There could be many more opportunities for scavenging, and cities are certainly not devoid of wildlife. There are plenty of critters running around. However, I still don’t recommend actively hunting or fishing in a crisis and having the time and resources on hand to trap (and to wait for those traps to yield results) is not something I feel is realistic.

If your goal is to get away from the population and to an area with resources as fast as possible, these things take away from that goal. You can go days, even weeks, without food. The same emergency rations I recommend in my baseline Bug Out Bag will suit your needs for a couple of days. Longer if you have a cache to get to outside the city with more food in it.

The need to navigate is still important. While in a familiar urban area, it may seem like you know the area like the back of your hand. You may be used to walking or driving it daily. What you have to keep in mind is that you may be leaving that familiar area in order to get a safe distance away, so how good are your land navigation skills once you get out of the city?

Signaling really doesn’t change. There are times when you may want to be seen or found by others, and there may be times when you don’t want to be seen at all. However, having the means to signal could still be important. Even when not used for signal, a headlamp and see spare batteries are useful for doing tasks at night.

There is quite a bit that you could do with the baseline kit tool recommendations of a good belt knife and a multi-tool. I would say the multi-tool is even more useful in an urban environment. There aren’t a lot of nuts, bolts, and screws in the wilderness like there are in a city.

My system relies on a baseline kit. That baseline kit is supplemented with what I call Supplementary Kits. These kits are in addition to the baseline to make the kit more complete and more specific to a certain environment or condition. The Urban Supplemental Kit is no different. This is a simple add-on that I feel is more complete for the city.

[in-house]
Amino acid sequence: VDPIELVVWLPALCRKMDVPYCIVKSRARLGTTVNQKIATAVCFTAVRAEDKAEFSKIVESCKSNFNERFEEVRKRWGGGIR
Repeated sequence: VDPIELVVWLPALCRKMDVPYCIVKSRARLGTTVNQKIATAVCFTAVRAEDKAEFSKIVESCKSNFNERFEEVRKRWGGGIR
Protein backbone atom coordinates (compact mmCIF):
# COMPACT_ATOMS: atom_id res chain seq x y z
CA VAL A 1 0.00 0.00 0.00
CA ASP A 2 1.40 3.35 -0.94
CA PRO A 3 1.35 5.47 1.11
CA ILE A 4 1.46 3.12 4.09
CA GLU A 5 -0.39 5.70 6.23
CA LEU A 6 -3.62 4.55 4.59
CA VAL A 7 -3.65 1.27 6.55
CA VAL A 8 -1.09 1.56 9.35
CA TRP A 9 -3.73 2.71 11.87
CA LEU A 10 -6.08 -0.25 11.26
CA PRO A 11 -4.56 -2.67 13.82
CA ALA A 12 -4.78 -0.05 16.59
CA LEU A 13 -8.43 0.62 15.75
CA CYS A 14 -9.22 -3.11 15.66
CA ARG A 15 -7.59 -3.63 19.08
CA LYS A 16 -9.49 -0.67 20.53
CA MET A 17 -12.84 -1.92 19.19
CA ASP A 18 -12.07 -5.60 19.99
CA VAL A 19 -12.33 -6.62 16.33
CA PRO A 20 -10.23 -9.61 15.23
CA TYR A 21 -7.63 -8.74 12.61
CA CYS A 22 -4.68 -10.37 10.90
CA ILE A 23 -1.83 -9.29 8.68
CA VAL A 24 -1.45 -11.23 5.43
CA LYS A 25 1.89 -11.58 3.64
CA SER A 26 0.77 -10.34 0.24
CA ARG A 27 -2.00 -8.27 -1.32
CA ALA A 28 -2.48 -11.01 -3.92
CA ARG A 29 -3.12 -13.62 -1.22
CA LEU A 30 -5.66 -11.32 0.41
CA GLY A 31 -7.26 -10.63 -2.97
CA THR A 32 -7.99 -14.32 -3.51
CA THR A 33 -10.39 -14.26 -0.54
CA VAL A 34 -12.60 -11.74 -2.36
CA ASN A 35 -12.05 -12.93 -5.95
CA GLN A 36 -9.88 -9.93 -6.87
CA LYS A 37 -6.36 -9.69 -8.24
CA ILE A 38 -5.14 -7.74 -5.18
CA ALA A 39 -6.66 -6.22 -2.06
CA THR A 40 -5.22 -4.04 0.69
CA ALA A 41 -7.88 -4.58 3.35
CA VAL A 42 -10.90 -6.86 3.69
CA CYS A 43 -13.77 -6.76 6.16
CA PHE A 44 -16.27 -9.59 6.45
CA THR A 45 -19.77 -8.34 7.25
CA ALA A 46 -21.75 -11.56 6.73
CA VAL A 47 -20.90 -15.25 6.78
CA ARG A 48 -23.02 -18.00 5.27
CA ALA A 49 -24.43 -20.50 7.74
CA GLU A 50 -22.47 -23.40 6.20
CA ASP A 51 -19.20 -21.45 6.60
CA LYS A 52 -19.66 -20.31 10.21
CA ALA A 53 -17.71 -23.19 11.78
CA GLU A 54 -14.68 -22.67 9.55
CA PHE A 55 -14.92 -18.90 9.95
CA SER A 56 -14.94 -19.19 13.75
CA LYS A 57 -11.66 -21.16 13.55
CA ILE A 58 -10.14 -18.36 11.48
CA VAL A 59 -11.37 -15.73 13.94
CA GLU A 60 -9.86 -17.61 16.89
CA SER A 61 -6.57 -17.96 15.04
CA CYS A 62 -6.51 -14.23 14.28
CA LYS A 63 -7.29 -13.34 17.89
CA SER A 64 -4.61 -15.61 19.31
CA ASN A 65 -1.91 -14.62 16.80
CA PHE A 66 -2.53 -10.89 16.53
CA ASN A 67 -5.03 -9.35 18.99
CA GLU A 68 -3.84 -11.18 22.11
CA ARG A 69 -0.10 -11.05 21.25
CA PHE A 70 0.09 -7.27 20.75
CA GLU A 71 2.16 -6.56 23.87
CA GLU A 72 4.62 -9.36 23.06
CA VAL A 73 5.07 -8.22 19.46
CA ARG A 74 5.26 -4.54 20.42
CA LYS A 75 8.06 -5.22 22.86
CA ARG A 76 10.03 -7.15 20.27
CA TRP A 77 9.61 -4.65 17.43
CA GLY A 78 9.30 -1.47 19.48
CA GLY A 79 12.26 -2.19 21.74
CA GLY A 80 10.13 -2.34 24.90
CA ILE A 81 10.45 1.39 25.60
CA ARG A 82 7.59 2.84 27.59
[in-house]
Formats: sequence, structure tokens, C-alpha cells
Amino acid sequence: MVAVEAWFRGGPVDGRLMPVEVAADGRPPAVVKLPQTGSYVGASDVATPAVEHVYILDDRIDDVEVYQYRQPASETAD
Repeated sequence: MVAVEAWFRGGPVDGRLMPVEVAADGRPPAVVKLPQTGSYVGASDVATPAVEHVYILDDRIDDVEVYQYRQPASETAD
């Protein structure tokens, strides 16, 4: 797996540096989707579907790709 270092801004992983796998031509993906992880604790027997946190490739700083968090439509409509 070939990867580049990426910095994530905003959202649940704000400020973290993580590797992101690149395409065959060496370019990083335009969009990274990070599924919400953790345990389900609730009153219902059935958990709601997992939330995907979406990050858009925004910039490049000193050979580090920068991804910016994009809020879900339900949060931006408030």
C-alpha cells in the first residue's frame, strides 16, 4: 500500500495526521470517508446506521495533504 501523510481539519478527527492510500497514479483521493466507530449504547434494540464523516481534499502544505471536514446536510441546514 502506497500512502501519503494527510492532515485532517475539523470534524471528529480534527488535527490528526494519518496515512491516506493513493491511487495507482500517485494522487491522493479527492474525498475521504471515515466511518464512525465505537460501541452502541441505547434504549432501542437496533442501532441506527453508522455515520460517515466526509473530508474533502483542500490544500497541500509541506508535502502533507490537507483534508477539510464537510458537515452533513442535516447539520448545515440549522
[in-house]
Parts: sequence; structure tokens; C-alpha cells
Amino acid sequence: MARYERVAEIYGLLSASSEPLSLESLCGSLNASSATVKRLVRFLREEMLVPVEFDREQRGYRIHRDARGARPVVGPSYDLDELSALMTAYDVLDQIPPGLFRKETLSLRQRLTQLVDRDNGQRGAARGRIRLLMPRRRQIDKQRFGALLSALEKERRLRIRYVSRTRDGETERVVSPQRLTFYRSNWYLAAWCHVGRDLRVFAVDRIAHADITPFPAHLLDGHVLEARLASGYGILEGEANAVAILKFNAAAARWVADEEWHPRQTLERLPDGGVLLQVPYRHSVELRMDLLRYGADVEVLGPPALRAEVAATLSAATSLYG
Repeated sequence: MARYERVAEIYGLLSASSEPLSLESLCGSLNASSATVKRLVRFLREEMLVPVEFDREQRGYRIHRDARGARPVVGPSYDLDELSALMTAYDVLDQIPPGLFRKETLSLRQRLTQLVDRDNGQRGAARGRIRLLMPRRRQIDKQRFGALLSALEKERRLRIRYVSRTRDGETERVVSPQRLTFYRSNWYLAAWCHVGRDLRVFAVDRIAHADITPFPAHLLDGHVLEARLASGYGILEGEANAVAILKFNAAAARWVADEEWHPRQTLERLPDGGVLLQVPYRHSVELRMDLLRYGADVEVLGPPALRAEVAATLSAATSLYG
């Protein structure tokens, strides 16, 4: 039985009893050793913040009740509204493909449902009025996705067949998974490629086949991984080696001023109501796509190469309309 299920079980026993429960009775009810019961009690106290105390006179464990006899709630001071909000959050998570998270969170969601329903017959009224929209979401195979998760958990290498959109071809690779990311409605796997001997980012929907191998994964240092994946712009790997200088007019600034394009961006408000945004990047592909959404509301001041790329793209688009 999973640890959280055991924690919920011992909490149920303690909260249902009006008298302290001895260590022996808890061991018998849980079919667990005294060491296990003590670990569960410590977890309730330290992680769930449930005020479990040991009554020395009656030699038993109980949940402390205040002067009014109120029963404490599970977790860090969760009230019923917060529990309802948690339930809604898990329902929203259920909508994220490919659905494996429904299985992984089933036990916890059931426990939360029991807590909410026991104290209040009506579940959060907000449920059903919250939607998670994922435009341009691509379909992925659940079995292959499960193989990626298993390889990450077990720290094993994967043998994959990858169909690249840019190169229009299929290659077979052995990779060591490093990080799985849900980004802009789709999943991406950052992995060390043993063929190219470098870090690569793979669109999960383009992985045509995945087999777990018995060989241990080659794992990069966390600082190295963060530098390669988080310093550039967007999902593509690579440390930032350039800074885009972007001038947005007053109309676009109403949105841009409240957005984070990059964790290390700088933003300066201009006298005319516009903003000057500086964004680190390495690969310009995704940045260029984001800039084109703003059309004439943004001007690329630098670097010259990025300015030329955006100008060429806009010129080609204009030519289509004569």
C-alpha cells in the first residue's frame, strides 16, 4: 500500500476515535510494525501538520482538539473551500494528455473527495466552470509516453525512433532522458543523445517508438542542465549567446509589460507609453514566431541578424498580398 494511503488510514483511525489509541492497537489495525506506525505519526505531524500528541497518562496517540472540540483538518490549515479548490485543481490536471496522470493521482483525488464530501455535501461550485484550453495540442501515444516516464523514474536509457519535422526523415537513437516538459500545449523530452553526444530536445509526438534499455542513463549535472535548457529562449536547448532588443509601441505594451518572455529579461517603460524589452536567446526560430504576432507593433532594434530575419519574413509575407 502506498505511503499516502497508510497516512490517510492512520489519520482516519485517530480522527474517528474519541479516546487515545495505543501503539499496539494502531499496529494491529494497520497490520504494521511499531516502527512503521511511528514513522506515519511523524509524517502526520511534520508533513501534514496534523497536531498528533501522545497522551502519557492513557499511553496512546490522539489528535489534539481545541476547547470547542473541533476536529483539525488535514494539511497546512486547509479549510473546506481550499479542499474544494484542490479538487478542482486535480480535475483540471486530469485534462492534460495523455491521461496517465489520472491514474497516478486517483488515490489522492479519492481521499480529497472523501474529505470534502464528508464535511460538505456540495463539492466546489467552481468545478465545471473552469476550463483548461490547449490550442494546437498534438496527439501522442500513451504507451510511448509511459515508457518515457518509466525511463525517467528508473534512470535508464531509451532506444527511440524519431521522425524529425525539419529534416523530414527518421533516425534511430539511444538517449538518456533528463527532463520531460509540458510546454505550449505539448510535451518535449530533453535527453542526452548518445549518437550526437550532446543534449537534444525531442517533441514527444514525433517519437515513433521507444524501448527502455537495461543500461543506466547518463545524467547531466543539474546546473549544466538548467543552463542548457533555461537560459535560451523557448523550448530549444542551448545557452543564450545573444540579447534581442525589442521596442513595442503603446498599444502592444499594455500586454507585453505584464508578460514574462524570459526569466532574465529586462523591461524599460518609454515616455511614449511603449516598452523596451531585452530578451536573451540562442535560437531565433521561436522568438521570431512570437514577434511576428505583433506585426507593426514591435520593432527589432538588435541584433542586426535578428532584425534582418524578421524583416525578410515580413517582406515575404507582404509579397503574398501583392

It of course starts with the baseline kit. Because fuel resources may be more limited for fire as needed, I like to add a small stove and fuel canister. Typically, I use the MSR Pocket Rocket with a cylinder of Isobutane. For water, I add a silcock key so that if I can access the water spigot on the outside of a commercial building, I can easily turn it on.

In an urban environment, I feel there are some more unique challenges that could be faced as far as traveling, especially on foot. Once concern I have is the ability to make my way through areas that may be blocked or fenced off. In addition, there may be many abandoned areas that may be a good scavenging opportunity. They may be locked, and the owners long gone. Of course, this would only apply in situations where the rule of law was broken down.

You don’t have free rein to scavenge if it’s reasonable to expect the rightful owners may return. For my urban kit, I like to carry a few more robust tools for getting through obstacles like fences or locks. Tools like Lineman’s Pliers and compact Bolt Cutters will get through those things much easier than a multi-tool will. A small crowbar can be very handy as well.

Broken glass and sharp metal are less of a concern in the woods, but a real possibility in the city, especially during or after a period of social unrest. Because of this, I like to add basic safety gear like leather gloves and maybe even some eye protection to my supplemental kit.

The bottom line is it isn’t possible to provide a packing list for every environment. It must start with a baseline that provides for basic needs that can then be supplemented to meet environment-specific needs. This baseline Bug Out Bag with the addition of the Urban Supplemental Kit is a great way to do that. I don’t personally live in the city, so I keep mine organized in a small canvas bag that I can grab and go as needed.

Looking for my Baseline Kit Contents PDF? Click HERE

Haven’t seen my Youtube Video for the Urban Supplemental Kit? Click HERE